IBM software gets FIPS 140-2 nod for cryptography
- By Vandana Sinha
- Sep 04, 2003
A new version of IBM Corp.'s wireless access management software has won Federal Information Processing Standard 140-2 certification for its cryptographic module.
IBM's WebSphere Everyplace Connection Manager 5.0 on a handheld or notebook computer can roam between high-speed wireless networks such as IEEE 802.11b, General Packet Radio Service and Code Division Multiple Access. It protects data by forming a mobile IP or non-IP virtual private network or private packet radio network, avoiding hiccups that would otherwise bring wireless transmissions to a sudden halt.
The FIPS 140-2 certification applies to the software running under IBM AIX 5.2, Sun Trusted Solaris and all Microsoft Windows clients, the company said.
A new addition to Version 5.0 is the Wireless Security Auditor, which lets administrators automatically find access points and gaps in wireless LAN security configurations. It's billed as an easy-to-use assessor for those who don't know much about 802.11 protocols. Its red and green colors leave no doubt about the Auditor's findings.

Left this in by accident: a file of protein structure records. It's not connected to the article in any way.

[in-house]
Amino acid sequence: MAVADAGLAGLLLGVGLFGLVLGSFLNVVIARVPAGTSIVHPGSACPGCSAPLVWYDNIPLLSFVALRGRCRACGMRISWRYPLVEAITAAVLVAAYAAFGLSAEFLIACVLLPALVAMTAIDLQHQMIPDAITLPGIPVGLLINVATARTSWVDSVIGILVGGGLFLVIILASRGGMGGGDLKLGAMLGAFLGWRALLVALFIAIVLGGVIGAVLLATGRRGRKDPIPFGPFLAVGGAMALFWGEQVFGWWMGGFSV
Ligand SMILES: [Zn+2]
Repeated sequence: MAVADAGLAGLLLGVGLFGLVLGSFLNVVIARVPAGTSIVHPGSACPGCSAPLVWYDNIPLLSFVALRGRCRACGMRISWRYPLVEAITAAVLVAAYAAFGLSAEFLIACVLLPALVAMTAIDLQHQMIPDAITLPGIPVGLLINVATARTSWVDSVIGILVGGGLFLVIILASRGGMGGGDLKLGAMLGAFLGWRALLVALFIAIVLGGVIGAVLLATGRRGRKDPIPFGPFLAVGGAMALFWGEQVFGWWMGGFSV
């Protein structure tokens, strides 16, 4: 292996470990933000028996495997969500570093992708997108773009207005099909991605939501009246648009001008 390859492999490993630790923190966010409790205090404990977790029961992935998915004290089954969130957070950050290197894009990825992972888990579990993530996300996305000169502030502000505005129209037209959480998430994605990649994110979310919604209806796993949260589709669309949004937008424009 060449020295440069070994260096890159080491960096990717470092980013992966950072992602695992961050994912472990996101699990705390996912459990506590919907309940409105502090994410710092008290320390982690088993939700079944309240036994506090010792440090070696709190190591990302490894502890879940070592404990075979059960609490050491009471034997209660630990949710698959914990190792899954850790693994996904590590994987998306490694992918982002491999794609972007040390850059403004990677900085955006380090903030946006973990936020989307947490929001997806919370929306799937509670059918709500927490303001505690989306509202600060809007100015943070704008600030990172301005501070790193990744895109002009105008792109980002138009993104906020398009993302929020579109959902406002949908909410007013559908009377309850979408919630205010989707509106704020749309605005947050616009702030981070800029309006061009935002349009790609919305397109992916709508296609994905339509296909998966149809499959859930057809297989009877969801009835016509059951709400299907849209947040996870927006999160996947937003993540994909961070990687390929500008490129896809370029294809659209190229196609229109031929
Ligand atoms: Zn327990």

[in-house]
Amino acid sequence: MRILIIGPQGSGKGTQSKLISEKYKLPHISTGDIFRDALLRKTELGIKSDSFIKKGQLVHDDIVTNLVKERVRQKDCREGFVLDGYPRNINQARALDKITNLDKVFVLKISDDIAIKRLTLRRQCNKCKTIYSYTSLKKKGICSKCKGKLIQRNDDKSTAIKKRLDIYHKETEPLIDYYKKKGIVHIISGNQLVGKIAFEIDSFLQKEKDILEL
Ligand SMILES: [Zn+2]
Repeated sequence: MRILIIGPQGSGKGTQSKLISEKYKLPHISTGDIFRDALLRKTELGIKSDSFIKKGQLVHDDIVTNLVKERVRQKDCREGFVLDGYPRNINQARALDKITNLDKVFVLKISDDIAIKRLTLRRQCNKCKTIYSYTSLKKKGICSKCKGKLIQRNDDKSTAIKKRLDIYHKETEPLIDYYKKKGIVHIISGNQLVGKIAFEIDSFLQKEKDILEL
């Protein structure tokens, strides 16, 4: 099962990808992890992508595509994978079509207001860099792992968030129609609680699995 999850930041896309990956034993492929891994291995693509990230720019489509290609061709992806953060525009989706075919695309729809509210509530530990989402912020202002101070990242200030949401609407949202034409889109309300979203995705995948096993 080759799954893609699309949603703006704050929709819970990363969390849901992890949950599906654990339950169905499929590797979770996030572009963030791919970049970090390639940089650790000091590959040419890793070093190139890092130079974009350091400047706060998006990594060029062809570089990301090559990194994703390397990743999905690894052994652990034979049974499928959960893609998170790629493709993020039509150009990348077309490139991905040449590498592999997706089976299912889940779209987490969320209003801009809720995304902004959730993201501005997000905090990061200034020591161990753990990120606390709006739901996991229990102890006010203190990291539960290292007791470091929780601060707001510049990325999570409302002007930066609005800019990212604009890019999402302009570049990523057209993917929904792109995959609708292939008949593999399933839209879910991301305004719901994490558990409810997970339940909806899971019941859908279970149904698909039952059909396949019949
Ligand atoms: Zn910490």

Sold separately or as part of IBM's new Mobile Office Entry Jumpstart package, the software also lets users prioritize the roaming radar to choose certain networks over others for the sake of bandwidth or cost. And it compresses data transfers up to 67 percent.
WebSphere Everyplace Connection Manager is a component of a new wireless environment being beta-tested by Hill Air Force Base to track equipment for F-16, A-10 and C-130 military aircraft.
The Air Force Materiel Center at the Ogden, Utah, base is running IBM WebSphere Everyplace Access 4.3 middleware under AIX on eServers. The IBM system is expected to save the Air Force millions of dollars annually, said Myron Anderson, Hill's provisional IT director.
'We evaluated several products on the market very carefully,' he said. 'Our requirements for high-grade security, device independence and flexibility were highly demanding.'
The IBM software is also tucked into a wireless roaming network that will link PCs, handhelds and data-capable cell phones of more than 40 local, state and federal agencies that make up the Washington metropolitan area's Capital Wireless Integrated Network for first responders.